The future of beleaguered German conglomerate Arcandor hangs in the balance after it began insolvency proceedings last week.
Shares in the stricken business rallied on speculation last weekend that it was considering merging insolvent department store chain Hertie with Arcandor’s Karstadt department stores.
It also emerged that, following the German government’s rejection of Arcandor’s appeal for state funding, which forced the insolvency proceedings, the Economy Ministry confirmed that the group could apply for a different form of state aid - Massekredit, a government-guaranteed loan granted once insolvency proceedings begin.
Arcandor employs more than 50,000 staff in Germany at Karstadt, Primondo home shopping group and its Thomas Cook travel company.
Arcandor chief executive Karl-Gerhard Eick said he would continue talks with rival German retailer Metro about a possible takeover or merger of its Kaufhof chain with Karstadt, and would hold discussions with other parties both domestic and international.
Debenhams, which earlier this month amassed a £250m war chest after a £323m share placing, declined to comment on speculation it was interested in Karstadt.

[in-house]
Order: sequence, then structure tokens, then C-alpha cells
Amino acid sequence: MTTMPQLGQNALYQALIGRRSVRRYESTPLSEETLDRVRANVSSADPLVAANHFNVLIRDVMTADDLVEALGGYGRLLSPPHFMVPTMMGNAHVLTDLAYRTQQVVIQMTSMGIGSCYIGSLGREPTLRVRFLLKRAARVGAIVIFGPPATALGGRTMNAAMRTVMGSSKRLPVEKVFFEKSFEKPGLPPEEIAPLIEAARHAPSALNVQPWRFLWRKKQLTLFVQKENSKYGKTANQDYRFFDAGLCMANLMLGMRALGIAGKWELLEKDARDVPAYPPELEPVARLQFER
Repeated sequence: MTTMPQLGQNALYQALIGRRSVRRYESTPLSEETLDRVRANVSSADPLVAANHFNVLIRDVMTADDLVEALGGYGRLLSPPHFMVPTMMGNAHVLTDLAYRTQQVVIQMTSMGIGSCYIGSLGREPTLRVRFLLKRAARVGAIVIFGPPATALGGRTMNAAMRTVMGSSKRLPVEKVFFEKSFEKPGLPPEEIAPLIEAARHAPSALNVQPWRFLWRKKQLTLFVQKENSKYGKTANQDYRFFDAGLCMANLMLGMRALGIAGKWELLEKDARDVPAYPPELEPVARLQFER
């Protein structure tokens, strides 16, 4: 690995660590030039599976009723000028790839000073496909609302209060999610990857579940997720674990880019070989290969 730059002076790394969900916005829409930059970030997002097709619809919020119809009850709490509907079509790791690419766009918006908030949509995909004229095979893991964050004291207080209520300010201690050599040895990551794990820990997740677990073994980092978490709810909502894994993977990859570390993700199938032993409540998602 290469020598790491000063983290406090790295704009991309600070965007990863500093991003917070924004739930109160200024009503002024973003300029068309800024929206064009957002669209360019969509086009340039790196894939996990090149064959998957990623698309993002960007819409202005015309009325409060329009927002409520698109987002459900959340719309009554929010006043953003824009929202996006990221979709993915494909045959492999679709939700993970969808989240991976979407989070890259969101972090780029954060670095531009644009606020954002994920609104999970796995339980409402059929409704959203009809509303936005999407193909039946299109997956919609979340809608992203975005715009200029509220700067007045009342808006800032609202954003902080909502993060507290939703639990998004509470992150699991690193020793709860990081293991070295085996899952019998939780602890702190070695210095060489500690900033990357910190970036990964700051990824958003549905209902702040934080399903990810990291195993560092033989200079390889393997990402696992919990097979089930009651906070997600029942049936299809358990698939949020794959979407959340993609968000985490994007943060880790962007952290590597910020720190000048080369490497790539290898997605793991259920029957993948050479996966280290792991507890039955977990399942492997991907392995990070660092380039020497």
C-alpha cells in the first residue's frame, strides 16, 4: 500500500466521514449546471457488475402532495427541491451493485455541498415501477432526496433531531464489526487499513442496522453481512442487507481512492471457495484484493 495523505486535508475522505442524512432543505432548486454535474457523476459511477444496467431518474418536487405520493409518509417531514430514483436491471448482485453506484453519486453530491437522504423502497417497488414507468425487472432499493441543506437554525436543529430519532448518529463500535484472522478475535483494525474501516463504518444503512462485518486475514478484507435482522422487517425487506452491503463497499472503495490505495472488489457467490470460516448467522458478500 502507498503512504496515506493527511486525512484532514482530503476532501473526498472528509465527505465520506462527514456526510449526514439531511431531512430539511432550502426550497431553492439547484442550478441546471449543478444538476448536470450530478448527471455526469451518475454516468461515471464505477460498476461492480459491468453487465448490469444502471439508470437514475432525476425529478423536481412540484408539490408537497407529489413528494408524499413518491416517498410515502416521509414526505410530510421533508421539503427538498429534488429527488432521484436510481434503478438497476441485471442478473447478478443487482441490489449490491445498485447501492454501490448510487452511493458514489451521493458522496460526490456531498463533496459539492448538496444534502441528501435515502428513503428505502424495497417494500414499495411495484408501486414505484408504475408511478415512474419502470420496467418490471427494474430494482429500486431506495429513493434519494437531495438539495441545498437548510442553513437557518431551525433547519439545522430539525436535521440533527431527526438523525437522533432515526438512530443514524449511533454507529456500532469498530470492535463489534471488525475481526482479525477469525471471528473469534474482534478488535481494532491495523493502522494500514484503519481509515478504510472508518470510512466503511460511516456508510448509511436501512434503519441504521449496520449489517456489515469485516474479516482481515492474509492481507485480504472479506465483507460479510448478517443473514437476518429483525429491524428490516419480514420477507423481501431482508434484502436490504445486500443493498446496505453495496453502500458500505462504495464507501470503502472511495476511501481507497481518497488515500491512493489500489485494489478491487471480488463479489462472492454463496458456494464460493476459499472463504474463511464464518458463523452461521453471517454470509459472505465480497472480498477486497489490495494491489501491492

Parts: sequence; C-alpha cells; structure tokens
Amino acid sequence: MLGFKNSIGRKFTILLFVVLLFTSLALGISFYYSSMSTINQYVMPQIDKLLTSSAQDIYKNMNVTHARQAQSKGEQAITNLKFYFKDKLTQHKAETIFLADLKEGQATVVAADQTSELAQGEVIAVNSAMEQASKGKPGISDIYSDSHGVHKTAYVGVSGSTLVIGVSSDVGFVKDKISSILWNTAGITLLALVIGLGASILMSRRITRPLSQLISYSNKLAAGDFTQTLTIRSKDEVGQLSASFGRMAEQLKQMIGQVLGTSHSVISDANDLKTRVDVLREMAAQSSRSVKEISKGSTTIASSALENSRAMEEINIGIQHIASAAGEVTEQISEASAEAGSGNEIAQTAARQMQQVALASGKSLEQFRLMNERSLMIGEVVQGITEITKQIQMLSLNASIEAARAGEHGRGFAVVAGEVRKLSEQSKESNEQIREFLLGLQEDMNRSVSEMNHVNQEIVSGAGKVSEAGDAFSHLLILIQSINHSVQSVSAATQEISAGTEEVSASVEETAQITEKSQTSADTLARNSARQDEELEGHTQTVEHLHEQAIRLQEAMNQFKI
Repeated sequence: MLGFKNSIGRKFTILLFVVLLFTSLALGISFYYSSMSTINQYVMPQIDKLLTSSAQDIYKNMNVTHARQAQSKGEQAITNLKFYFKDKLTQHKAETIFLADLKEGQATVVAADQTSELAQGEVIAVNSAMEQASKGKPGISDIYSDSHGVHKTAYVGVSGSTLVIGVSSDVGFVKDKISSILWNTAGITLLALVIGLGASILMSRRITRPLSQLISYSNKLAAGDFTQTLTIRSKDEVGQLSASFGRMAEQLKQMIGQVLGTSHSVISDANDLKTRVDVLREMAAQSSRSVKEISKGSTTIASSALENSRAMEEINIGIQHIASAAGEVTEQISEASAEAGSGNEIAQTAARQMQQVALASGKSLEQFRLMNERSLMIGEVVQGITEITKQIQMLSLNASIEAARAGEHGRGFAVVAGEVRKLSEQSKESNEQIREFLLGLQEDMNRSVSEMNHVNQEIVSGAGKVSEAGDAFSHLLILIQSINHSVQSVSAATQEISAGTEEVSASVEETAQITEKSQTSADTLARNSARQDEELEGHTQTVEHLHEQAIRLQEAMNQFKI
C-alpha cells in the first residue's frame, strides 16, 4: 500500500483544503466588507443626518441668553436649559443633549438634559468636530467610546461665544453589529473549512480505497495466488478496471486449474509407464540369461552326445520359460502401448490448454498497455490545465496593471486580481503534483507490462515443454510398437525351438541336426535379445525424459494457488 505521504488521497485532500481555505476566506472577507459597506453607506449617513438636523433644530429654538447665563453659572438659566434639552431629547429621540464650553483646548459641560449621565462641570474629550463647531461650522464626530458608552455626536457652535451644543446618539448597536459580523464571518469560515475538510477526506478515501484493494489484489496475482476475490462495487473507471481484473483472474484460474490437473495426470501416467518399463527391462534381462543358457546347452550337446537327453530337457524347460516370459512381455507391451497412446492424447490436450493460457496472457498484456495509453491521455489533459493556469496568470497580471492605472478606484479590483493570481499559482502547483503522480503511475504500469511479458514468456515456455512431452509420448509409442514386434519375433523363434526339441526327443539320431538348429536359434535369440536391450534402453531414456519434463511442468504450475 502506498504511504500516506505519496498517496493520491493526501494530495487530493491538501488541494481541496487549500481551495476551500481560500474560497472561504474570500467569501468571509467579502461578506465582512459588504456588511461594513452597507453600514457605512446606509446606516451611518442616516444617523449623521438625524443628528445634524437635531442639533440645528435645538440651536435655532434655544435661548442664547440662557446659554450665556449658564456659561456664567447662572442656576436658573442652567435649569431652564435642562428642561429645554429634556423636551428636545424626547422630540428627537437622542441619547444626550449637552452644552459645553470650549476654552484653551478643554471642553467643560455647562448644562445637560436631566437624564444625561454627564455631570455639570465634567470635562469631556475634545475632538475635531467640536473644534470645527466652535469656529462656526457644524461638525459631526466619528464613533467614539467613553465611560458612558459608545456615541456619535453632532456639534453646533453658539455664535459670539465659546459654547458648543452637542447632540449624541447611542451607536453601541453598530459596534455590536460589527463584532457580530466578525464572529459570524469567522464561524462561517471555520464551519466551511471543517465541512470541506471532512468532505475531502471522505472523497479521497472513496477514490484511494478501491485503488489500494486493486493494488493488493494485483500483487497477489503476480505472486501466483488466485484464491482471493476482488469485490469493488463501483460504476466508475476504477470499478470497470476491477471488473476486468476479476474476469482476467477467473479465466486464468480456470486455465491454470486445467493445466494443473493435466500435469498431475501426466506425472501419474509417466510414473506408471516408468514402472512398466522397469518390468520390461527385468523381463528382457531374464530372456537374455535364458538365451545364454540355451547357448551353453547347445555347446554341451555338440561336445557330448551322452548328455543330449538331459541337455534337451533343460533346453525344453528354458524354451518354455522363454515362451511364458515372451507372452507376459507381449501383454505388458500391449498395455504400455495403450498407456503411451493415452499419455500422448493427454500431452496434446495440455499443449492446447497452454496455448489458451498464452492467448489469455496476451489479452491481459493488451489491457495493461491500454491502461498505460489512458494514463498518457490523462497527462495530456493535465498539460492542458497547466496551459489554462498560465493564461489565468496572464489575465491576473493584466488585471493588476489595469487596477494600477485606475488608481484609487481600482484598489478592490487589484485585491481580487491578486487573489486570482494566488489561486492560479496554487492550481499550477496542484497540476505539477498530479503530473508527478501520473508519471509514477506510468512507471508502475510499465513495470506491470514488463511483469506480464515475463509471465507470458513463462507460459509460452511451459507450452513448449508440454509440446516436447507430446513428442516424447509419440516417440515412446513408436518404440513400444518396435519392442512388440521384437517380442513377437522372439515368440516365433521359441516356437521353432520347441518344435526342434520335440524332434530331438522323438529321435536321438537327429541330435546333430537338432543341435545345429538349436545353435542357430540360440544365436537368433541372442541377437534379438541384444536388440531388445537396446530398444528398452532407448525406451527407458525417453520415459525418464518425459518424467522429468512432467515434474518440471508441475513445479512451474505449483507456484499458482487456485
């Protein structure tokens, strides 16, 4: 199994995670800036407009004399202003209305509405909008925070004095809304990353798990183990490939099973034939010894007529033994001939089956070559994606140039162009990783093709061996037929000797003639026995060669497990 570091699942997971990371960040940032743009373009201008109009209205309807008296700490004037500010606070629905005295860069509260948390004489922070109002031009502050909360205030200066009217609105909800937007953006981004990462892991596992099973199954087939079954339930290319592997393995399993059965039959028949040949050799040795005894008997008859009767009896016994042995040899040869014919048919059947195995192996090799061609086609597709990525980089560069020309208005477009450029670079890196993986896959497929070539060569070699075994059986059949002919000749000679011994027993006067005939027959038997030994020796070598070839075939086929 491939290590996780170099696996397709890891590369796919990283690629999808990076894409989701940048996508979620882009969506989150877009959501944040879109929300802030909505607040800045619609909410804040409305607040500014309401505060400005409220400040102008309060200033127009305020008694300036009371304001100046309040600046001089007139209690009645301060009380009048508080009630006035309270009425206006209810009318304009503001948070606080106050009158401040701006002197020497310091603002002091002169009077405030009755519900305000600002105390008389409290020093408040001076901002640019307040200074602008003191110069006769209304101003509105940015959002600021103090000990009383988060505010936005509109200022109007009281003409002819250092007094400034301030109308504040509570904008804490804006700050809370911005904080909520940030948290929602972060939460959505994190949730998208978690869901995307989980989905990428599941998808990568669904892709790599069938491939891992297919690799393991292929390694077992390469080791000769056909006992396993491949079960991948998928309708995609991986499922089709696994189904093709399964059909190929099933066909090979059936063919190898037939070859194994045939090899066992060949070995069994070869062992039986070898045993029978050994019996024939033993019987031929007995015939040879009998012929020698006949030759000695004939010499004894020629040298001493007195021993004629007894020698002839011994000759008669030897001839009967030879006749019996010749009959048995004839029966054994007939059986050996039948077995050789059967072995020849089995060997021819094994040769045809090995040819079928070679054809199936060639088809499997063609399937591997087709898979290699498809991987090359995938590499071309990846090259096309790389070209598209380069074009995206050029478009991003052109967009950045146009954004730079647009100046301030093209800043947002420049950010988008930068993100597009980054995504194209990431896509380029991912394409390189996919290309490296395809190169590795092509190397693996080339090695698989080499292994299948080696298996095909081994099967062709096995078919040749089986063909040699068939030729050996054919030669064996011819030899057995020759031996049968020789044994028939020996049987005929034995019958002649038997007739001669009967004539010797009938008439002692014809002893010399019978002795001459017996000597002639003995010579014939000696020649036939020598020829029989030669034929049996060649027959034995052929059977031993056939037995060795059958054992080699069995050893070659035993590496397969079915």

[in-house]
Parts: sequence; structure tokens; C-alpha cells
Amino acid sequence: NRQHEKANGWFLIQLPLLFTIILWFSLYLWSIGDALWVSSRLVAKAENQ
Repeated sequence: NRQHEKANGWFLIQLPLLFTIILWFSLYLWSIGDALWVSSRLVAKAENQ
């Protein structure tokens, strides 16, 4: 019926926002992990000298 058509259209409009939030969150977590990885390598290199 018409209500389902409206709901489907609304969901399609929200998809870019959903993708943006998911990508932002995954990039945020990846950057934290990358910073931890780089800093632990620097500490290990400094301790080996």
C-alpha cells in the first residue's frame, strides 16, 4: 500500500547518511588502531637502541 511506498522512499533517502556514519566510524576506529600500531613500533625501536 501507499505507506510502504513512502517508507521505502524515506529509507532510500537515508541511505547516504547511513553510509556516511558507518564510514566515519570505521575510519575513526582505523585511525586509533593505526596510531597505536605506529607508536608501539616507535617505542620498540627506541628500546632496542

Investec analyst Katharine Wynne questioned who the potential partners could be in any merger in the wake of media reports that 500 of the 643 department stores owned by the top five German chains have fallen into receivers’ hands.
German employment law would be a barrier to overseas retail interest in the group, she believed. Wynne said: “We hope that Debenhams will continue to take the view that the German department store sector should not be touched with a bargepole.
“Even Metro has reportedly made it a condition of its interest that it would leave behind the debt and employee obligations.”
Otto, the German family-owned mail-order business that operates Freemans, Grattan and Oli in the UK and has expressed an interest in Karstadt’s sporting goods stores, “could be a contender for parts of the Primondo business”, said Wynne. However, Otto has so far ruled out any interest in it.
Wynne added: “We wonder if a recent UK entrant to the German home shopping market might be among these [interested parties], or at least for parts of them.”
Any merger would be reviewed by anti-trust authorities - a process that could take up to four months.